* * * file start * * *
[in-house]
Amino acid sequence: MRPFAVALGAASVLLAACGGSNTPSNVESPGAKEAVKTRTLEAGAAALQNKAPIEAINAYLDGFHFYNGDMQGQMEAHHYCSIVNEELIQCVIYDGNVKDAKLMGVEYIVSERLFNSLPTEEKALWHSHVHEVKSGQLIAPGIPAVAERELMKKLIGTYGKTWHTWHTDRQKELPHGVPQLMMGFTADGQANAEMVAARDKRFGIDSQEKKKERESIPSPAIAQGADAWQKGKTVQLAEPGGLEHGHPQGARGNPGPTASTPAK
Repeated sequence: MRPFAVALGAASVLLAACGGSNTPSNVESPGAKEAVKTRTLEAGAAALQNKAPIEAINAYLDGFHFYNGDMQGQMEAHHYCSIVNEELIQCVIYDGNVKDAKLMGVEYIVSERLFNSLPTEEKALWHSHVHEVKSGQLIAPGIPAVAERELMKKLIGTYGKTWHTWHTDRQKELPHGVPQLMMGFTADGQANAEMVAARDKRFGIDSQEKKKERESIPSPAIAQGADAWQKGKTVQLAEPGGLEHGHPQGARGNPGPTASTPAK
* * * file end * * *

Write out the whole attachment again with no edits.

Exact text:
[in-house]
Amino acid sequence: MRPFAVALGAASVLLAACGGSNTPSNVESPGAKEAVKTRTLEAGAAALQNKAPIEAINAYLDGFHFYNGDMQGQMEAHHYCSIVNEELIQCVIYDGNVKDAKLMGVEYIVSERLFNSLPTEEKALWHSHVHEVKSGQLIAPGIPAVAERELMKKLIGTYGKTWHTWHTDRQKELPHGVPQLMMGFTADGQANAEMVAARDKRFGIDSQEKKKERESIPSPAIAQGADAWQKGKTVQLAEPGGLEHGHPQGARGNPGPTASTPAK
Repeated sequence: MRPFAVALGAASVLLAACGGSNTPSNVESPGAKEAVKTRTLEAGAAALQNKAPIEAINAYLDGFHFYNGDMQGQMEAHHYCSIVNEELIQCVIYDGNVKDAKLMGVEYIVSERLFNSLPTEEKALWHSHVHEVKSGQLIAPGIPAVAERELMKKLIGTYGKTWHTWHTDRQKELPHGVPQLMMGFTADGQANAEMVAARDKRFGIDSQEKKKERESIPSPAIAQGADAWQKGKTVQLAEPGGLEHGHPQGARGNPGPTASTPAK